federal judges confirmed, bipartisan successes. But I think where President Biden has been most successful on the world stage, is pulling together our
European allies, our global allies, in support of Ukraine's fight against Russian aggression and occupation.
So, I think it's timely. I think it's important. I recognize it's risky, but I am grateful that President Zelenskyy will be addressing us in person,
here in the United States Capitol, tonight.
SIDNER: Senator Coons, you just mentioned the amount of money, $45 billion for Ukraine in the omnibus bill. Do you believe that America should be
giving that amount of money in a time when the economy is, sort of, iffy. We're not sure where it's going to go. But there is a lot of concern, and
it means a lot of money, a lot of weapons going to Ukraine from, basically, the American taxpayer. Do you think it's the right thing to do as this
COONS: Yes, absolutely. Whether or not Ukraine wins, whether they are successful in repelling the Russian invasion, is going to set the stage for
this century. The Appropriations Bill that we are debating on the floor right now, that will vote on tonight or tomorrow, is going to spend more
than $800 billion in the coming year on our defense.
And frankly, nothing is more critical for our defense now than whether the west, whether our allies in Europe, whether the United States and our other
allies from around the world, successfully support to Ukraine. The Ukrainians are doing the fighting and dying. They're not asking for a
single American to go and fight on the front lines against the Russian invaders and occupiers of their country. They are asking for economic
support, humanitarian support, and military support. And there has been a broad and sustained bipartisan support for that because members of the
Senate of both parties recognize how urgent this is to pushback Vladimir Putin's aggression and invasion.
They first invaded and occupied Crimea and the Donbas region in 2014. And the Ukrainians have been fighting this fight for eight years. But this
year, the Russians sent over 100,000 troops and tried to overrun the capitol to capture and kill Zelenskyy, to knock out his military, and to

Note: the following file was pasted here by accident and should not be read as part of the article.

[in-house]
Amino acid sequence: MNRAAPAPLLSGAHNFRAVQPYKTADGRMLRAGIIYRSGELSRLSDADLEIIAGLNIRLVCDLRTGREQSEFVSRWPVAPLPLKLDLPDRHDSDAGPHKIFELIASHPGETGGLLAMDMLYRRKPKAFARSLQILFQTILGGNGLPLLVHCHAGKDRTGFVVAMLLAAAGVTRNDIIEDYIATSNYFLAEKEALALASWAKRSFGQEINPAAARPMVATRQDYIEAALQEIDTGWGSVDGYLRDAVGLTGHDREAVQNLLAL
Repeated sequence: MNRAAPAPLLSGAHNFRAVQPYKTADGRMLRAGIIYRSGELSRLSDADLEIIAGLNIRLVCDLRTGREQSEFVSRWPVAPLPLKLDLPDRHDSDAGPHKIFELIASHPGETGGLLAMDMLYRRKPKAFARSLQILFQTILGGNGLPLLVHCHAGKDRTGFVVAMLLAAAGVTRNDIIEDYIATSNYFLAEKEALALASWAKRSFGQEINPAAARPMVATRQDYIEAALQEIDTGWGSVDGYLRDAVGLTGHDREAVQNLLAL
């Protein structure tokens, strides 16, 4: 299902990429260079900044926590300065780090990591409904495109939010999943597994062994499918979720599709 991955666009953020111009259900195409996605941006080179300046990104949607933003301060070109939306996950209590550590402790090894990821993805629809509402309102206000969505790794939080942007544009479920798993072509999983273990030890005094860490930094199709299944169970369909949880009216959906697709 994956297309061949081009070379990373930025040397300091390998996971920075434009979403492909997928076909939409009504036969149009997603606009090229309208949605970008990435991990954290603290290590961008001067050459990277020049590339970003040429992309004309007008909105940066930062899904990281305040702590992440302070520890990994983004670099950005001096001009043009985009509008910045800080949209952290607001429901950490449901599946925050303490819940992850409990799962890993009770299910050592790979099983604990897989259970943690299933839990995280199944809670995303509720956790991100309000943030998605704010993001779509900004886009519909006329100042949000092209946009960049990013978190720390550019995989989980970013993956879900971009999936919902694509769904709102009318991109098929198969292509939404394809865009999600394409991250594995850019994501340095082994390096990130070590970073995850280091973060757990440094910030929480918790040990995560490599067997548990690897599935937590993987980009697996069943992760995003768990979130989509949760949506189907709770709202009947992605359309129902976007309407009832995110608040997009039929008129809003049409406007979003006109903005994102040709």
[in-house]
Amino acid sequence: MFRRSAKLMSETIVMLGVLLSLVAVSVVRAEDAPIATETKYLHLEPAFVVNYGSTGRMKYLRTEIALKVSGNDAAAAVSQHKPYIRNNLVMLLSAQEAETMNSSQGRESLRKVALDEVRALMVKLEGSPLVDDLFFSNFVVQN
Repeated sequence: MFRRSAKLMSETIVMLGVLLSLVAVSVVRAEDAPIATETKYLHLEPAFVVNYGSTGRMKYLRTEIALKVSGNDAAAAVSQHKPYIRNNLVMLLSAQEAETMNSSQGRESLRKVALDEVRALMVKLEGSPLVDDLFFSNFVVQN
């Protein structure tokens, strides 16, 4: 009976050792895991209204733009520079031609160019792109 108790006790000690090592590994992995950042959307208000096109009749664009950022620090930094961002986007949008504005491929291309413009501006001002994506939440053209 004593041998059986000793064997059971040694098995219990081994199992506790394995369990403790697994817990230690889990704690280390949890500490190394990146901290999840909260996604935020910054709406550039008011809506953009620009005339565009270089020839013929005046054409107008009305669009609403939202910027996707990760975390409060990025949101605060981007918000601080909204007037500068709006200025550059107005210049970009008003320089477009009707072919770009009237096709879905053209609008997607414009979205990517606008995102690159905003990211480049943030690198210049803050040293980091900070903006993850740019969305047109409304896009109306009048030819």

This is a colonial war of aggression by Russia against Ukraine, and one where the outcome is critical, not just for the United States, not just for
the region, but for the world. And for whether or not autocracies are, again, going to be able to simply rule their region of the world through
violence and aggression. So, I think this is an investment well worth making.
One last point if I might, Sara.
COONS: Whether or not Vladimir Putin assesses that he can win, that he can renew his aggression and possibly overtake Ukraine, will depend on how
reliable he thinks their support is. If we appropriate the significant amount of money tonight, it will be available to President Biden to give to
Ukraine over the coming years. And some of the questions coming back and forth about whether or not there will be Republican support in the House in
the coming Congress will recede. And Vladimir Putin will know that he is facing a well-armed, well-supported and determined opposition in Ukraine.
SIDNER: Yes, you certainly are sending -- would send a message to Russia and to President Putin. I know that you visited Kyiv a few weeks ago. I had
also been in there in 2014, and again after this unprovoked invasion. And there is a lot of heart, and a lot of fight in the Ukrainian population.
But you had the chance to sit down, and meet with President Zelenskyy then. Can you give me a sense of what your takeaway was from him as a leader, but
also on a personal level.
COONS: Look, going in to visit President Zelenskyy in person, in Kyiv, as a Republican Senator Rob Portman and I did, in the first week of November
is a remarkable experience. It is a reminder that Vladimir Putin wants to kill no one in the world more than he wants to harm President Zelenskyy.
You go into his offices through a byzantine series of barriers and barbed wire. You're searched and examined several times. You go through long dark
tunnels underground, and find your way to his offices in a path that I could not retrace if I wanted to.